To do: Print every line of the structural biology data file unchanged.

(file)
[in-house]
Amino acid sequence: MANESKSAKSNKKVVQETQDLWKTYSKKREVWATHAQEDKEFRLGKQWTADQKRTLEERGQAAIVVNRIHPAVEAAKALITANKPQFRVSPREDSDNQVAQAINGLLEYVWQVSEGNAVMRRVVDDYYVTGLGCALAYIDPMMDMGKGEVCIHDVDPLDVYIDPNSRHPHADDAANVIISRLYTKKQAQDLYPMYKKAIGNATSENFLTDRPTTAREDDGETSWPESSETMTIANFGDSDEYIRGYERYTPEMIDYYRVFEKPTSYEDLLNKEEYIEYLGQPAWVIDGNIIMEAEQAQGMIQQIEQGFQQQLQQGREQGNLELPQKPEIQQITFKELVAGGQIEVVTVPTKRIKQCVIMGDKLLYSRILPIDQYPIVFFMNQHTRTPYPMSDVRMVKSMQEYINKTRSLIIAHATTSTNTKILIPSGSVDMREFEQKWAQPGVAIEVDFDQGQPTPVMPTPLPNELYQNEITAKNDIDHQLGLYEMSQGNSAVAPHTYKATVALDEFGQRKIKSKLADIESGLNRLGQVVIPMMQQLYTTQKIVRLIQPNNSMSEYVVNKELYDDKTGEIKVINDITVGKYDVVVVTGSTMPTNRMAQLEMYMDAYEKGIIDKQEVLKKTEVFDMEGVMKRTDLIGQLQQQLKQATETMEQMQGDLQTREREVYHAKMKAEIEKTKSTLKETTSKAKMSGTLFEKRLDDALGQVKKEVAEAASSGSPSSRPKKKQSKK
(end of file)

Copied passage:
[in-house]
Amino acid sequence: MANESKSAKSNKKVVQETQDLWKTYSKKREVWATHAQEDKEFRLGKQWTADQKRTLEERGQAAIVVNRIHPAVEAAKALITANKPQFRVSPREDSDNQVAQAINGLLEYVWQVSEGNAVMRRVVDDYYVTGLGCALAYIDPMMDMGKGEVCIHDVDPLDVYIDPNSRHPHADDAANVIISRLYTKKQAQDLYPMYKKAIGNATSENFLTDRPTTAREDDGETSWPESSETMTIANFGDSDEYIRGYERYTPEMIDYYRVFEKPTSYEDLLNKEEYIEYLGQPAWVIDGNIIMEAEQAQGMIQQIEQGFQQQLQQGREQGNLELPQKPEIQQITFKELVAGGQIEVVTVPTKRIKQCVIMGDKLLYSRILPIDQYPIVFFMNQHTRTPYPMSDVRMVKSMQEYINKTRSLIIAHATTSTNTKILIPSGSVDMREFEQKWAQPGVAIEVDFDQGQPTPVMPTPLPNELYQNEITAKNDIDHQLGLYEMSQGNSAVAPHTYKATVALDEFGQRKIKSKLADIESGLNRLGQVVIPMMQQLYTTQKIVRLIQPNNSMSEYVVNKELYDDKTGEIKVINDITVGKYDVVVVTGSTMPTNRMAQLEMYMDAYEKGIIDKQEVLKKTEVFDMEGVMKRTDLIGQLQQQLKQATETMEQMQGDLQTREREVYHAKMKAEIEKTKSTLKETTSKAKMSGTLFEKRLDDALGQVKKEVAEAASSGSPSSRPKKKQSKK